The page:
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Evangelicals and Trump: ReAwaken America shows us who changed whom

It would be so easy for conservative Christians to simply say, 'These rallies are not a good model for evangelical political engagement.'

A woman is baptized during the ReAwaken America Tour at Cornerstone Church in Batavia, N.Y., Friday, Aug. 12, 2022. In the version of America laid out at the ReAwaken tour, Christianity is at the center of American life and institutions, it's under attack and attendees need to fight to restore and protect the nation's Christian roots. It’s a message repeated over and over at ReAwaken — one that upends the constitutional ideal of a pluralist democracy. (AP Photo/Carolyn Kaster)

(RNS) — Imagine a common enough scene: It’s Sunday morning in a white Pennsylvania suburb. A churchgoer joins his evangelical Christian congregation for hymn singing, Bible reading, a sermon and prayer. It’s unlikely that anything will be said about politics and elections. For many congregants, the service will be their only religious activity of the week. Others will have read the Bible or prayed daily (or as needed) throughout the week.

Now imagine the churchgoer’s last prayer was, “Father God, we’re asking you to open the eyes of President Trump’s understanding that … he will know how to implement divine intervention, that you will surround him with none of this Deep State trash, none of this RINO trash … in the name of Jesus.”

That line was an actual prayer given from the stage at a recent stop on the ReAwaken America tour, a Christian-inflected traveling roadshow featuring MAGA celebrities — “RINOS” are the other kind of Republicans — and drawing crowds in the thousands to venues across the country.

Inspired by conspiracy theories about the COVID-19 virus and the 2020 election, the two-day event has hit almost two dozen cities, with one more event scheduled in Branson, Missouri, before midterm elections on Nov. 8.


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Though Trump rallies themselves have lately taken on a pseudo-evangelical character, complete with emotional music, hand-waving salutes and quasi-worshipful devotion to Trump himself, the ReAwaken events cost upwards of $250 per ticket and are akin to religious revivals. They feature clergy, overtly religious rhetoric and even baptisms.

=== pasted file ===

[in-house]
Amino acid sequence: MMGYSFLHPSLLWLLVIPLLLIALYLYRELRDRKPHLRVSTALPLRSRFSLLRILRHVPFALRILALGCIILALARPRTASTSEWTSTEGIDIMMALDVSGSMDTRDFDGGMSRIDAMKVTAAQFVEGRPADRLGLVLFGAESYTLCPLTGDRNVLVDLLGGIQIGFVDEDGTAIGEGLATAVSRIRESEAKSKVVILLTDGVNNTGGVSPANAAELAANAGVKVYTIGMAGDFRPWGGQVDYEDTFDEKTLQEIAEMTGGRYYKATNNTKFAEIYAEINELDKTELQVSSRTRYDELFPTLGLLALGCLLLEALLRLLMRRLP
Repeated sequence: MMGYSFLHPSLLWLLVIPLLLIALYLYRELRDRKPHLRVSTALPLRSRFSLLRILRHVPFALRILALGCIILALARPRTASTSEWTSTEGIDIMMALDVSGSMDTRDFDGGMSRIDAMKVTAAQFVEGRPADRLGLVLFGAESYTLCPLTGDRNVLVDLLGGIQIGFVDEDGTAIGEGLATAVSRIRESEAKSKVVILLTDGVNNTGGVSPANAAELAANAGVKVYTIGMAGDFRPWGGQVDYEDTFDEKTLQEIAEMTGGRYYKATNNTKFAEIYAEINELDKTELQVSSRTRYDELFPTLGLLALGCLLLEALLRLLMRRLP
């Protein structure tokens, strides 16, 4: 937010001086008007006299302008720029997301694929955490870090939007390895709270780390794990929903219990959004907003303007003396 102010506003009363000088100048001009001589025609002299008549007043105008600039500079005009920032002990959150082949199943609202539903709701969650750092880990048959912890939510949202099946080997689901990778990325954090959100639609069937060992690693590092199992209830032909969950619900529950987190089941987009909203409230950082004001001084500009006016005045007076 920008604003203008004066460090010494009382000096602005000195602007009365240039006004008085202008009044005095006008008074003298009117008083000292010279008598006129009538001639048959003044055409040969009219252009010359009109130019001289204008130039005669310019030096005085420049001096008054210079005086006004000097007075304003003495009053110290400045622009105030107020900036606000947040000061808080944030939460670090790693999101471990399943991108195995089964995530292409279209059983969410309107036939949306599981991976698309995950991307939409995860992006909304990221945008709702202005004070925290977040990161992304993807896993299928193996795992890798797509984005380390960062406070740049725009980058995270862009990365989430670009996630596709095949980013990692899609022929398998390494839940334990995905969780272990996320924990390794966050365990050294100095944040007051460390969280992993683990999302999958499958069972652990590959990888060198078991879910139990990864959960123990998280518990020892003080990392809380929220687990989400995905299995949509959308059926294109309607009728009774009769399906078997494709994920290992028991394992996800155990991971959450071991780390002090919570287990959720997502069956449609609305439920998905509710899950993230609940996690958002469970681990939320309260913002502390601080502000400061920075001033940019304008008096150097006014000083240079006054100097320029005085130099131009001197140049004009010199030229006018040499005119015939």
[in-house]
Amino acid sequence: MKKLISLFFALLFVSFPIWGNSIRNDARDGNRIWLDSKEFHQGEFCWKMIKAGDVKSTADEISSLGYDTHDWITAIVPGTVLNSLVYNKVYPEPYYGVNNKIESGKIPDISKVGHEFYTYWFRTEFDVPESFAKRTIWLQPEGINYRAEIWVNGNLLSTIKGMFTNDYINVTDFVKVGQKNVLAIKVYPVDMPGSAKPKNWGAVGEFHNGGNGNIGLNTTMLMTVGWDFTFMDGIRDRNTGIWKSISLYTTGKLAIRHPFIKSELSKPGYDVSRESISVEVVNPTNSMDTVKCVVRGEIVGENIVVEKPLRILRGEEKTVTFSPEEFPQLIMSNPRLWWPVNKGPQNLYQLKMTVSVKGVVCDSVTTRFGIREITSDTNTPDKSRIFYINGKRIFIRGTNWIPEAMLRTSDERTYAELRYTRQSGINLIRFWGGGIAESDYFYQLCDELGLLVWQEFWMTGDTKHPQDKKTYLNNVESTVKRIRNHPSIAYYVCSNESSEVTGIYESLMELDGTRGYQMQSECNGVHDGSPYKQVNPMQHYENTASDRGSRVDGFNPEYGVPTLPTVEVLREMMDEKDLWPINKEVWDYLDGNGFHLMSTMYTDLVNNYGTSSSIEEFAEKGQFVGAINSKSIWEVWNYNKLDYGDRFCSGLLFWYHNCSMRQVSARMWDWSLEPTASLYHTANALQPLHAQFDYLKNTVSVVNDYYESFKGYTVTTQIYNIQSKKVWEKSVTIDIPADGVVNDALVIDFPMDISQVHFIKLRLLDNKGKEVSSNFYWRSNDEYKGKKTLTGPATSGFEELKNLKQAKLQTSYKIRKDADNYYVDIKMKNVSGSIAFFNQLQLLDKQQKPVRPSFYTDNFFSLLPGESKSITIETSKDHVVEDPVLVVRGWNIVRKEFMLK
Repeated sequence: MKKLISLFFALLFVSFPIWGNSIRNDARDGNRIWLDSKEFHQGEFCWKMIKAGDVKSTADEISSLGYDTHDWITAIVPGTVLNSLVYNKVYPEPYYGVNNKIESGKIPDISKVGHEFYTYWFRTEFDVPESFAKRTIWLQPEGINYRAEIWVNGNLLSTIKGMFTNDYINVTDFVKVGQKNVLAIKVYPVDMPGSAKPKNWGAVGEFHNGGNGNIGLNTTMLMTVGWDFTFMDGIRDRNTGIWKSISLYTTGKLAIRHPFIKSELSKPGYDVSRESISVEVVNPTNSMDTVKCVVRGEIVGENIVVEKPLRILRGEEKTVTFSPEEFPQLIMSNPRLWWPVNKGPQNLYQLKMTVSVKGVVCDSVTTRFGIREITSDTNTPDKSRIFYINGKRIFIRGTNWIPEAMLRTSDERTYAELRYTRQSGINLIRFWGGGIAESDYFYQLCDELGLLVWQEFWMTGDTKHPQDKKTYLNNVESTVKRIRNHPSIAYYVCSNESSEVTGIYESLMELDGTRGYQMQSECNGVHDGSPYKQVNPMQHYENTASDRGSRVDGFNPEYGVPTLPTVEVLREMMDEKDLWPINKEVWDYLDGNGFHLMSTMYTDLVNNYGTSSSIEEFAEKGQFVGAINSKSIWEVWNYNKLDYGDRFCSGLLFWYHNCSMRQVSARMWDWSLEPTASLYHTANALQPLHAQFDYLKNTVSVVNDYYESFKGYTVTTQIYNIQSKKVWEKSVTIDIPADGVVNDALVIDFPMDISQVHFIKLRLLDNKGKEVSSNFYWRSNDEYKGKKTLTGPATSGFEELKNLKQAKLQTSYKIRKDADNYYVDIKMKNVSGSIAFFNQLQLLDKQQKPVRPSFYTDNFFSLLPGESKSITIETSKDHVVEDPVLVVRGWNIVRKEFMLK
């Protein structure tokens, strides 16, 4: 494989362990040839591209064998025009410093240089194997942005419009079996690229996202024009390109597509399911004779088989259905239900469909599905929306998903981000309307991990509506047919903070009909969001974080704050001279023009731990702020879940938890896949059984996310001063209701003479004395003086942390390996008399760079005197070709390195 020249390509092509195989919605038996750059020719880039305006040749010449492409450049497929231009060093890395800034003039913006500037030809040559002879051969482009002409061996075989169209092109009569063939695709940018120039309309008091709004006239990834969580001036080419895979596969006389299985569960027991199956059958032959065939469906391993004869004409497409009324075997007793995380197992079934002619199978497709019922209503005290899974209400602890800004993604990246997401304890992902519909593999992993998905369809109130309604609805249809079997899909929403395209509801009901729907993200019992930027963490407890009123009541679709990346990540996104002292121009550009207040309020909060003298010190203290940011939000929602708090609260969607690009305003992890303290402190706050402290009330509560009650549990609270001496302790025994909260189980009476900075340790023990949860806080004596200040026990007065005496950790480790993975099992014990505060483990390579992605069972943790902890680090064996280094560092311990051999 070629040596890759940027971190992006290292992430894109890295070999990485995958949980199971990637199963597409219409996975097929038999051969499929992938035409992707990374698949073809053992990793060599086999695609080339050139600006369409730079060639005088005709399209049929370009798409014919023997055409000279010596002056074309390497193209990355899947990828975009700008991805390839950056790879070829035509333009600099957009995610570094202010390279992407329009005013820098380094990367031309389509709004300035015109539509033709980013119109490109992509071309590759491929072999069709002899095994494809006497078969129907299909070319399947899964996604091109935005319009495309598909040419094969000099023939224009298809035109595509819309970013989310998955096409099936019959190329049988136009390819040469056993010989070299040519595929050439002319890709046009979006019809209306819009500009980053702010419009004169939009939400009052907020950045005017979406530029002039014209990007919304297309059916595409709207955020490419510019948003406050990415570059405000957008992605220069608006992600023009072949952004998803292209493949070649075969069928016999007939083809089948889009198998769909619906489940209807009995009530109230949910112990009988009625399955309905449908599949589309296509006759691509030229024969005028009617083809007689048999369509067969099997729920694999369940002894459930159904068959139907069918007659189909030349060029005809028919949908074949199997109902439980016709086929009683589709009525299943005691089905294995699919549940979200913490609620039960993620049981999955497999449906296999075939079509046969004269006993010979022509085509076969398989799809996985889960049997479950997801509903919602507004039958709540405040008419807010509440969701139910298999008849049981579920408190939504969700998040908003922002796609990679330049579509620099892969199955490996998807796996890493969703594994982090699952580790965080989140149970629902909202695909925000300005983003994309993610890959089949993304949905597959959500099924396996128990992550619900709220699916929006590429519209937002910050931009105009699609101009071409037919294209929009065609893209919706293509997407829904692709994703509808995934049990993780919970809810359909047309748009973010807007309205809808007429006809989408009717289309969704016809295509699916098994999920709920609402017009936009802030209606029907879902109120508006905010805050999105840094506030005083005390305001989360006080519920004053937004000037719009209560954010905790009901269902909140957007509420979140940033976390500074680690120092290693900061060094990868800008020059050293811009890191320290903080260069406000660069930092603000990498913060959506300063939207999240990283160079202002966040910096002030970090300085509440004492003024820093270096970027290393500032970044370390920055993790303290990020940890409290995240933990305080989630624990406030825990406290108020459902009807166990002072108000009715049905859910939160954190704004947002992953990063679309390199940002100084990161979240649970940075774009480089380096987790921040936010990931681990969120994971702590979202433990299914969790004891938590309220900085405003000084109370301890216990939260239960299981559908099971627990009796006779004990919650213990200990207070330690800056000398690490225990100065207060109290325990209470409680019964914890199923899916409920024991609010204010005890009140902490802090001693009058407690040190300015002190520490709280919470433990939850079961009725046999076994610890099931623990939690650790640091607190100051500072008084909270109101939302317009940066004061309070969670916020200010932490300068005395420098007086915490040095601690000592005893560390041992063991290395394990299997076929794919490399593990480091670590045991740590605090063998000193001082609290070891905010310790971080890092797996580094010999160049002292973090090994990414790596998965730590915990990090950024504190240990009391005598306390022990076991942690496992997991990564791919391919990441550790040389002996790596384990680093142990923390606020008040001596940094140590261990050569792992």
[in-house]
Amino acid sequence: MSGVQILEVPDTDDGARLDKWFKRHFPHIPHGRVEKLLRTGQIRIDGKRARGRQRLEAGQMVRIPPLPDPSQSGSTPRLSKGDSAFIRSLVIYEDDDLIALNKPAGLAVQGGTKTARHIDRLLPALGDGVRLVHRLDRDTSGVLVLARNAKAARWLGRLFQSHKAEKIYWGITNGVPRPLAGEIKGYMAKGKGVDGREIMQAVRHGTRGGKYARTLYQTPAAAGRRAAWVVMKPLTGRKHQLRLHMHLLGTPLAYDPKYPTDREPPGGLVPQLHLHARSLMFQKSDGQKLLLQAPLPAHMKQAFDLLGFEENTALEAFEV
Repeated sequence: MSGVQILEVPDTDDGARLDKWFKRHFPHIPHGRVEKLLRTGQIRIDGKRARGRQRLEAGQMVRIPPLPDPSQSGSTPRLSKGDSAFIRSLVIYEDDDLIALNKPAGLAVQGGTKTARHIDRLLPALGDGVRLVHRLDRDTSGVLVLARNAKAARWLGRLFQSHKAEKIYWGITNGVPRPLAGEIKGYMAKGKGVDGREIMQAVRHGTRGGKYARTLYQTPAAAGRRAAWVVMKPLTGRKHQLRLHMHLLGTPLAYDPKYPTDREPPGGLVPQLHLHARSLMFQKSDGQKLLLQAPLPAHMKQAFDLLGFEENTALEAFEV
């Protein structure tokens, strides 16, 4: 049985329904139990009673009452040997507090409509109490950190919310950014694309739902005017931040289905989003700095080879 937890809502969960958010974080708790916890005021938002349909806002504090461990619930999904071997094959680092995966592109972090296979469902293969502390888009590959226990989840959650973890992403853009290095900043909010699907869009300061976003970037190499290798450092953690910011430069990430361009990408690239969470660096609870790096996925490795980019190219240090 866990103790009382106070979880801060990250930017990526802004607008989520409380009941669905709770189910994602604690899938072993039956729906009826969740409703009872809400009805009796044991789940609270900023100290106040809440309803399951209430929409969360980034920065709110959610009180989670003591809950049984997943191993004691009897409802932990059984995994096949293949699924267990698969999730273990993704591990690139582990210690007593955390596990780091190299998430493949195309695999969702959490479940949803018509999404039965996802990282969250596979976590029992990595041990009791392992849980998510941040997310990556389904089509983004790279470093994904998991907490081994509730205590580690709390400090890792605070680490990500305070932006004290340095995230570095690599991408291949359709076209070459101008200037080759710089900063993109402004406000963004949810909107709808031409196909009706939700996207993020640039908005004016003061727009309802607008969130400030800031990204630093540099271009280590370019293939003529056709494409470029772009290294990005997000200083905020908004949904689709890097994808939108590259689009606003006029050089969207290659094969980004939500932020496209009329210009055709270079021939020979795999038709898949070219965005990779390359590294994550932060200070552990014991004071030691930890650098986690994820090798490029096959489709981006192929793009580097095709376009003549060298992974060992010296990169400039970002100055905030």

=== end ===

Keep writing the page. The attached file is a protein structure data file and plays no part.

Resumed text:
The clown-show cast in Pennsylvania included amoral Trump-ally Roger Stone, discredited former National Security Adviser Michael Flynn, incessantly obnoxious and overtly anti-Catholic Tennessee Pastor Greg Locke, Eric Trump and Trump-boosting pillow entrepreneur Mike Lindell.

The events are both bizarre and popular enough to pose a question ever relevant to our national discourse about religion and politics and especially important to conservative Christians: Has the white evangelical church’s association with Republican politics been good or bad for Christianity?

MAGA merchandise and a U.S. flag decorated with an image of former President Donald Trump that reads "I'll Be Back" are displayed for sale during the ReAwaken America tour at Cornerstone Church, in Batavia, N.Y., Saturday, Aug. 13, 2022. Michael Flynn, a retired three-star general who served as Trump's national security adviser, has drawn together election deniers, mask and vaccine opponents, insurrectionists, Proud Boys, and elected officials and leaders in state and local Republican parties. Along the way, AP and Frontline documented, Flynn and his companies have earned hundreds of thousands of dollars for his efforts. (AP Photo/Carolyn Kaster)

MAGA merchandise and a U.S. flag decorated with an image of former President Donald Trump that reads “I’ll Be Back” are displayed for sale during the ReAwaken America tour at Cornerstone Church, in Batavia, N.Y., Saturday, Aug. 13, 2022. Michael Flynn, a retired three-star general who served as Trump’s national security adviser, has drawn together election deniers, mask and vaccine opponents, insurrectionists, Proud Boys, and elected officials and leaders in state and local Republican parties. Along the way, AP and Frontline documented, Flynn and his companies have earned hundreds of thousands of dollars for his efforts. (AP Photo/Carolyn Kaster)